It’s a Japanese word, loosely translated into the English as “forest bathing.”
It’s a concept I was introduced to a couple of weeks back by my hiking partner.
We were out on a gorgeous Saturday—our sunniest, warmest day of the year so far. I’d suggested we hike Sumas Mountain, at least to Chadsey Lake and, legs permitting, all the way to the summit.
Readers of this blog already know that I like nature, that I like hiking, and that I have no intention of slowing down as the years race by—until my body actively rebels against it.
So hiking up Sumas Mountain would be perfect for this lovely day.
Arriving at the trailhead, I was stunned to find twenty or more cars parked along the roadside. Never before have I witnessed more than a couple when doing that hike. (I should add that I haven’t done it that many times, and never before past the lake. The one time I’d intended to go beyond the lake to the summit, giant cat tracks—or so I assessed them to be—just beyond the lake had me instantly retreating.)
Never before have I seen the trail itself so beaten down from activity, or passed so many people out for a Sumas Mountain stroll. It reminded me of the Elk Mountain or Lindeman Lake hikes that attract the Fraser Valley masses on almost every beautiful day year-round.
The exercise and the ultimate views are worth it. But so is the setting. The forest surroundings were magnificent on this day: some scenes featuring tranquil hillsides completely covered with verdant ferns; others exhibiting massive trees that have survived the lumberjack’s saws, others that had not survived lightening strikes; some places one had to admire the mosses heavily dangling from dead trees, or their cousins matting the surrounding first floor; and then there were the fungi growing out of the sides of the both dead and alive trees, verdant new spring leaves and colourful spring flowers.
“Forest bathing,” my partner declared, as we stopped to take in a scene.
“Forest bathing?” I questioned, never before having heard that term, but instantly drawn to its obvious descriptiveness.
That’s what, I think, a lot of the people on the mountain were doing this Saturday.
Sure, some were just getting their exercise (or perhaps training for an iron-man, given the speed at which the raced past us); some were attracted to the beauty of the lake, where they spread out their picnic lunch with their family, or inflated the rafts they’d packed in for an afternoon on the water, or sun-bathed on its shores. Some needed to conquer this summit, add it to their list of accomplishments. Some, perhaps, were most drawn by the expansive views of Sumas Prairie from the Summit, or the Fraser River along the trail, or the gorgeous waterfalls just below the lake.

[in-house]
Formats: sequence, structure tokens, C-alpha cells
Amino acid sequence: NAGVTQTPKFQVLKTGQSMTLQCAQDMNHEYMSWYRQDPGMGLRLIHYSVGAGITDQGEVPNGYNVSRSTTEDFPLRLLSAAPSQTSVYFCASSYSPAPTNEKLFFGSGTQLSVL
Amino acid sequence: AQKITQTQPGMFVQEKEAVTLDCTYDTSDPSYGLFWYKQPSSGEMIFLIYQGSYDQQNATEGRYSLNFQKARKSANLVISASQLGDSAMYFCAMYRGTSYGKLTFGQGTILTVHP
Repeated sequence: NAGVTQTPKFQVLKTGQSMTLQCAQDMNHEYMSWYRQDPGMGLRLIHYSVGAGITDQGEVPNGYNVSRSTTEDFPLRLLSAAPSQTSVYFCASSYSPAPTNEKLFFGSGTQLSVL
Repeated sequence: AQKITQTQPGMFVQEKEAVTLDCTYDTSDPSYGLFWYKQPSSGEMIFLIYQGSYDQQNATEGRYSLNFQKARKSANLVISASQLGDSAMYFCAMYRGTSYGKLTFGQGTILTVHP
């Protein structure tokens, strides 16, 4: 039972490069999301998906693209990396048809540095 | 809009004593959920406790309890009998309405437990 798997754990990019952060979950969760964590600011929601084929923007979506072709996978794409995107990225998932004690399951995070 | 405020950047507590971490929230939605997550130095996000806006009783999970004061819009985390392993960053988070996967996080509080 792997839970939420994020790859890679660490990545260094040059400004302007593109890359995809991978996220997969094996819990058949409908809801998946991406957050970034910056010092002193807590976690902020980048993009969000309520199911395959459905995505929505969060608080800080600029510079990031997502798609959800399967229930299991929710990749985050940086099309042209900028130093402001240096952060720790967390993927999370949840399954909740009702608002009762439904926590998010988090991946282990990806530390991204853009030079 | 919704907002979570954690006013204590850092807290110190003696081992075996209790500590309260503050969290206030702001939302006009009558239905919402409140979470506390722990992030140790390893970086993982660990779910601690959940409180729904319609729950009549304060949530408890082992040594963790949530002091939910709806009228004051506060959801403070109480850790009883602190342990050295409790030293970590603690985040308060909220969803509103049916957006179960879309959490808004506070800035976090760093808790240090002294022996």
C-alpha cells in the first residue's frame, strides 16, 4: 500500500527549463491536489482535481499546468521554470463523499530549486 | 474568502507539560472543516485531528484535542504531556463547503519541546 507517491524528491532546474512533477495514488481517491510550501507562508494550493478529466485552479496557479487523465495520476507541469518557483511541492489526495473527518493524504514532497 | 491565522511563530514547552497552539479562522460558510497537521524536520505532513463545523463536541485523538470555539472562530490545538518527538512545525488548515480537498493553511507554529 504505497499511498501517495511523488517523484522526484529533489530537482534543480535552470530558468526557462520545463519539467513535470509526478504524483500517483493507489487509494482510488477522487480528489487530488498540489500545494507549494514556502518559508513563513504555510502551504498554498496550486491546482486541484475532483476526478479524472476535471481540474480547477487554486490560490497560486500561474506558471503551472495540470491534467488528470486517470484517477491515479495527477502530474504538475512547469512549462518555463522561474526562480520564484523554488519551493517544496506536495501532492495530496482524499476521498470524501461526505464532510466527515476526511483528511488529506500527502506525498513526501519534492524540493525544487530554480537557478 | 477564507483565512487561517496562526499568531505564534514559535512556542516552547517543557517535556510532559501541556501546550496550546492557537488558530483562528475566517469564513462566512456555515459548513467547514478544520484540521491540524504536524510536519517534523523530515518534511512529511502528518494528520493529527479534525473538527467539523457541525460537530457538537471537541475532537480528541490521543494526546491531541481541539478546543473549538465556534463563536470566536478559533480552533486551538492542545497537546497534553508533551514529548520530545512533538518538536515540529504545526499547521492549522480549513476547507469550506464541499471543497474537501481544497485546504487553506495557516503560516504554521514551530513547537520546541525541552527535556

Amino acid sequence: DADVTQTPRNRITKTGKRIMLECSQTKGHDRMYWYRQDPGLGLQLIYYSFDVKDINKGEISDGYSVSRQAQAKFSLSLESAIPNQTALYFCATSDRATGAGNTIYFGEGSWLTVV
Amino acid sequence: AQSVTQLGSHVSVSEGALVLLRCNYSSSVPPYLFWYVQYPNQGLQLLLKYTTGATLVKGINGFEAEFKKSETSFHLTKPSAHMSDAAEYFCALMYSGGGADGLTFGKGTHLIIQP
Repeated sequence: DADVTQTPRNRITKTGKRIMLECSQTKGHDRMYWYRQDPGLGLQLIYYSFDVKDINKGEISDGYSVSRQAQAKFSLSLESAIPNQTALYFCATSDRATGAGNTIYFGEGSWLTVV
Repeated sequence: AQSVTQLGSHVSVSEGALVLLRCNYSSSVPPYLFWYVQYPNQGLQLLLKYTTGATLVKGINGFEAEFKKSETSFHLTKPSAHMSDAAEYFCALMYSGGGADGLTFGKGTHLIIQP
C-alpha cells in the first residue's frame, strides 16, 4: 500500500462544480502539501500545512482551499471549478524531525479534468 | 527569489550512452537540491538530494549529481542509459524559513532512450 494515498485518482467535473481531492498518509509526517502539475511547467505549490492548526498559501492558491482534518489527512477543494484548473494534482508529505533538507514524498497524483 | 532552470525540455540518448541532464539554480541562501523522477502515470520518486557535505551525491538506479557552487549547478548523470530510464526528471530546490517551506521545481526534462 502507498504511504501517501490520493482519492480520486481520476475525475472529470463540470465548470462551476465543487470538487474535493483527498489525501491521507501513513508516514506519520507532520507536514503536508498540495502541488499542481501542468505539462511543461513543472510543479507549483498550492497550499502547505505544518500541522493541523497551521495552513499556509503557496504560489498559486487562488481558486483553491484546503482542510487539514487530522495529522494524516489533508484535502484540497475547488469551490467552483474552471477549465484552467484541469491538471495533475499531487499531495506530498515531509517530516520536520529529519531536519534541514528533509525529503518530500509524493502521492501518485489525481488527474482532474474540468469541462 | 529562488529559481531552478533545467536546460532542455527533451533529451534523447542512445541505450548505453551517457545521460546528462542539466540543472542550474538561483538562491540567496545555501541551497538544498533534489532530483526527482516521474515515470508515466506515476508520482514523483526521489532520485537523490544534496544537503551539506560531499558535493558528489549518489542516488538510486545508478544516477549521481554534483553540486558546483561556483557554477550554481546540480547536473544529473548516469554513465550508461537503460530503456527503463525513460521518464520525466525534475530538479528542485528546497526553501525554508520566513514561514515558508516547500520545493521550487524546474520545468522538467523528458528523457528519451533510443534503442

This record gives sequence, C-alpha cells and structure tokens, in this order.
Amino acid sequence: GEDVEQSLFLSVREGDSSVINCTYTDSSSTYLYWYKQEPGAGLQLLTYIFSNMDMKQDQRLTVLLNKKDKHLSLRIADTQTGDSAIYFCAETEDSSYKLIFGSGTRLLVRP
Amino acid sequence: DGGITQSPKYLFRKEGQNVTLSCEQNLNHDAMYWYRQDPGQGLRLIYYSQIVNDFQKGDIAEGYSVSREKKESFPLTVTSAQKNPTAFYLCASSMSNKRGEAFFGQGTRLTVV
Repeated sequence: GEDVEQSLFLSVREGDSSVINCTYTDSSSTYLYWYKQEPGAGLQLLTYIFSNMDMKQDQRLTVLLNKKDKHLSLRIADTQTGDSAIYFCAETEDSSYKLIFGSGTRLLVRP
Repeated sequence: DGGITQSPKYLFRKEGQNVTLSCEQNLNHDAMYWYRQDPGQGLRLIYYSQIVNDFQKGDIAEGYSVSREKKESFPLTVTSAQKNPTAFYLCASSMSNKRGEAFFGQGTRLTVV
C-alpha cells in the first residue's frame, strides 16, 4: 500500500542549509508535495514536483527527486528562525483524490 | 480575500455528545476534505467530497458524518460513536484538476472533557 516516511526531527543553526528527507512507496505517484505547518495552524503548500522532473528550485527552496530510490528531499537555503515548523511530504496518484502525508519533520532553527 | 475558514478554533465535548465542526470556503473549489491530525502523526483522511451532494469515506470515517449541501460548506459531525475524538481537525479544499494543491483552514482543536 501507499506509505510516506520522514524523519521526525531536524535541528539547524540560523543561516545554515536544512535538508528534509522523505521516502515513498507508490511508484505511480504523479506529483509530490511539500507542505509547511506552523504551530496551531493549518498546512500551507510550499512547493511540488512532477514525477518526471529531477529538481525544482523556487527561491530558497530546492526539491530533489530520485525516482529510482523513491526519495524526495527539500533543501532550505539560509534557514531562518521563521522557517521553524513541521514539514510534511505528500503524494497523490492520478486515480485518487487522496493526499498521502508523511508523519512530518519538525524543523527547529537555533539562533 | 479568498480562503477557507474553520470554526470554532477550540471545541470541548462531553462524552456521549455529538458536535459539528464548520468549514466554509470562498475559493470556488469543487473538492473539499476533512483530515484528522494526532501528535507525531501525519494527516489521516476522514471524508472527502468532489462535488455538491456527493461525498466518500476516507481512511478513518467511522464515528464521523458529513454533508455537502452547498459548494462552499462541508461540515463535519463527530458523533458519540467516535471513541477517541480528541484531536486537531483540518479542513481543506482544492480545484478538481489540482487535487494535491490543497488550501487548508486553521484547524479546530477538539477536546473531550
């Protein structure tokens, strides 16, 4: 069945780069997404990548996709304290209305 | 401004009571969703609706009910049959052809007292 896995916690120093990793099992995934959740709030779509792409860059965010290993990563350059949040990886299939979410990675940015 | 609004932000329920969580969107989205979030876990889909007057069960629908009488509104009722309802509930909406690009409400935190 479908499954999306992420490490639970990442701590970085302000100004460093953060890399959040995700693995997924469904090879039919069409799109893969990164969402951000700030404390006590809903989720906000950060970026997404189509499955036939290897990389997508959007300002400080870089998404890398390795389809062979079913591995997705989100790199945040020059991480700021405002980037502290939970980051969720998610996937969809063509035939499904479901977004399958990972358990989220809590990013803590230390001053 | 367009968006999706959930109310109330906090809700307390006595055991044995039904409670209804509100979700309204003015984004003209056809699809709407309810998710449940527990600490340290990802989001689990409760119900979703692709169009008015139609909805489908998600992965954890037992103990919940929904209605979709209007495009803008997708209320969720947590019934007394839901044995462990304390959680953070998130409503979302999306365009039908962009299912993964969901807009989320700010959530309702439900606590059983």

All of us got our exercise, though, my pedometer showing 28,000 steps this day. (It didn’t log the 715 metres of elevation gain, though.)
But, I’m confident the majority of those on the trail this day, like the two of us, were also drawn by bathing in the forest or “taking in the forest atmosphere,” as National Geographic alternatively described it.
Shinrin-yoku is a Japanese art, developed in the 1980’s with a two-fold purpose: “to offer an eco-antidote to tech-boom burnout and to inspire residents to reconnect with and protect the country’s forests.” There followed scientific studies of the practice, confirming that connecting with nature is good for the human soul!
That’s what the crowds were experiencing on this Saturday in April, I think. I suspect it was more of a refreshment for pandemic fatigue and stay-at-home orders than from the hi-tech burnout that birthed the practice. But it’s what we all needed at this time.
It’s one of the unforeseen benefits, I think, that has emerged from this fourteen-month hiatus from reality: people getting out of their cocoons and appreciating nature, rejuvenating their souls with some forest bathing.
I hope this eco-therapy lingers long beyond the pandemic because it’s good for both our bodies and our souls.
At least, that’s how I see it . . .